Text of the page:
Back at the agents I am told everything is ready. I inspect the paperwork and realize my Carnet de Passage has been filled out incorrectly. I ask the agent to go back to customs to fix it. She comes back fifteen minutes later and claims it is correct.

I then go to pick up the bike from the cargo terminal. I am told I am missing paperwork, which I am, but after insistence they release the bike anyways.

At this point I am certain the paperwork has been done incorrectly and return to the agent and demand to speak to customs myself. Reluctantly they take me down and get the customs officer. I explain my dilemna to the customs officer who asks for a form which I don’t have. She then apologizes and says no stress, turns to the agent and reams her a new one for not handing in the right paperwork. The paperwork takes fifteen minutes to complete and after visiting the customs officer again the paperwork is now correct.

Now that I have my bike I run some errands and pick up some supplies like chain lube and engine oil that I wasn’t allowed to ship with the bike.

2016-11-03 to 2016-11-06

I ride to Potchefstroom for the Horizons Unlimited South Africa Meetup at Elgro River Lodge. Horizons Unlimited is a website dedicated to overland travel with forums that are pretty essential to anyone doing a trip like this. I arrive early in the afternoon and check-in to the lodge and begin meeting the other attendees. The founders of Horizon Unlimited, Grant and Susan Johnston, are from Abbotsford, 45 minutes away from where I live and have also travelled to the meeting this year. I think the three of us win the prize for longest distance attendees. Kobus Fourie and his daughter Claudine Kidson are the local hosts and put on an excellent and very well organized event. In the mornings we have the chance to go on game drives in the morning where we see zebras, giraffes, antelope, and ostriches. Sorry for the lack of photos, I forgot how to change the focus from area to point on my camera so I have a bunch of in focus trees and out of focus animals in the back ground from the first day, and it poured rain the second day.

Ostriches, sorry they are overexposed.

Ostriches, sorry they are overexposed.

You can't see the Sable on the other side of the road but they are staring each other down.

You can’t see the Sable on the other side of the road but they are staring each other down.

For me the highlight of the weekend is meeting all the other travellers. Many have travelled all around the world, some are just starting like myself but all are great to speak to and have excellent stories and advice, or provide assurance that we all start out not knowing what we are doing and not to worry about it for me while travelling South Africa and Africa in general.

On the first night I eat with Richard and Steph from Australia who are riding two up from South Africa to Richard’s homeland in the Netherlands where they are moving to. I am not sure if a Triumph Tiger is a great moving van but what an awesome way to move from one continent to another. Richard and Steph will be about a month and a half ahead of me for most of the trip and will make an excellent source of up to date information on border crossings and security.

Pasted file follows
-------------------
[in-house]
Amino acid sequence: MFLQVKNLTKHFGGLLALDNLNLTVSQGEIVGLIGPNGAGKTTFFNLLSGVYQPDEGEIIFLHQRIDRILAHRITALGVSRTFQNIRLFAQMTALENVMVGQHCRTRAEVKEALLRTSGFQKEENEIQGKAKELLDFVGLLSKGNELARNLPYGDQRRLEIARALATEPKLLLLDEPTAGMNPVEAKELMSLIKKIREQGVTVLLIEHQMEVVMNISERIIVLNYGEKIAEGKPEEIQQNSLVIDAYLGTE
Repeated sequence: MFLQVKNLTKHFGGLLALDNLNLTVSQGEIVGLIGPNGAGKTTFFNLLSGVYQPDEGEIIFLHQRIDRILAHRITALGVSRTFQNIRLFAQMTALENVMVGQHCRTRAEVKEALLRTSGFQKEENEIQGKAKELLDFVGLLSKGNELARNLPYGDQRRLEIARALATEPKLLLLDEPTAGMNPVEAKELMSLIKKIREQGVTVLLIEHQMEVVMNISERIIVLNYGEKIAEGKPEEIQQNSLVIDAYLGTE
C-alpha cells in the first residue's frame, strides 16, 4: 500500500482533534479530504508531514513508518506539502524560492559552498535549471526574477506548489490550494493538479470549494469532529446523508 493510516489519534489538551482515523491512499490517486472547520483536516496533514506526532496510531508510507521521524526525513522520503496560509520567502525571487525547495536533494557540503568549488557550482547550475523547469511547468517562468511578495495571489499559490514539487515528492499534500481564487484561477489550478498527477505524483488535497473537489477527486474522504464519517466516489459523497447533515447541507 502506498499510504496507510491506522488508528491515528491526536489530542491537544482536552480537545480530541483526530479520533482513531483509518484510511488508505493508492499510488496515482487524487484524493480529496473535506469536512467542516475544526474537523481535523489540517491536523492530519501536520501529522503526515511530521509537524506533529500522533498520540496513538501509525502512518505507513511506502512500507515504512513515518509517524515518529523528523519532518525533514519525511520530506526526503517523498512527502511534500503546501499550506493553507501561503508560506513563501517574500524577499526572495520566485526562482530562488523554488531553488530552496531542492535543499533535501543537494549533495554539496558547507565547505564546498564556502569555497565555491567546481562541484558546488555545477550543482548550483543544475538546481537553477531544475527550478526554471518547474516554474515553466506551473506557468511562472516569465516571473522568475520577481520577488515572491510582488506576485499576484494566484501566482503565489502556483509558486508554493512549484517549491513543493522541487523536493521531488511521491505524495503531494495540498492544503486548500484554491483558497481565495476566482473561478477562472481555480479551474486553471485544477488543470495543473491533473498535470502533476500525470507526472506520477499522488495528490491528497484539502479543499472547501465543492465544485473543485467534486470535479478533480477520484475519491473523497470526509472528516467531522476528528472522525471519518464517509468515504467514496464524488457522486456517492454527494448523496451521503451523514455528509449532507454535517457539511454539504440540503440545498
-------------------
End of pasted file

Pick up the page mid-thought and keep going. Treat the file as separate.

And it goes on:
Richard and Steph

The Aussie's and my bike

The Aussie’s and my bike

Two travellers Philip from France and Juan from Spain have recently completed trips through multiple countries in Southern Africa and are an excellent source of current information which is sometimes hard to come by even in the age of the internet. I am fortunate to eat a couple of meals with them and glean as much information as possible from them.

2016-11-07 to 2016-11-10

I take the opportunity while I am back in Johannesburg to have a service done on the bike and get some camping gear on the advice of Juan and Philip. On the 9th we have a very severe thunderstorm which washes away cars. Even I get caught in the storm and have to ride through water above my knees to get where I am staying. Unfortunately the flash flooding results in six deaths as peoples cars were washed away.

On the 10th I am trying to get out of town and begin touring. I am finally able to sort out a local SIM card so I can have access to the internet as hotels here have limited / non-functioning internet. I then realize my headlight is burned out again so I head back to the motorcycle shop and replace it.

I stop by Touratech to get my panniers hammered back in to shape as they leaked the night before during submersion

At 3:00 pm I finally get on the road which is way too late given the thunderstorms come in the afternoon here.

Hoping to make it to Sabie for the evening I come up short and end up staying at a hotel 50km west of Nelspruit as the rain is quite heavy and construction on the road is causing massive delays.

Marrakech, High Atlas, Heading North

2016-10-07

Ride in to Marrakech from Essaouira is fairly uneventful. Traffic in Marrakech is pretty heavy. Relax at hotel the rest of the day.

2016-10-08

Head downtown to see the sights. The cab hits a motorcycle on the way in, this is treated like nothing here. The downtown  is another Moroccan tourist trap filled with fake guides though not quite as bad as Fes. These big cities really aren’t my thing.

Walled Medina

Walled Medina

Field Gun

Field Gun

Koutoubia Minaret

Koutoubia Minaret

2016-10-09

I head out to Jbel Toubkal, the highest peak in North Africa. Today I am the motorcyclist that gets hit by a cab. Fortunately it is just a bump at a red light. Both myself and the bike are fine. The jerry can has a black scuff on it but isn’t damaged. At a construction zone near Tahnaout a water truck has flipped into the ditch. I stop and get out my first aid kit but the driver is alright and climbing out of the cab by the time I get back so it is not necessary. Snow is already at the peak and even in Imlil the temperature is cooler and my ear drums tell me the altitude is quite a bit higher than Marrakech.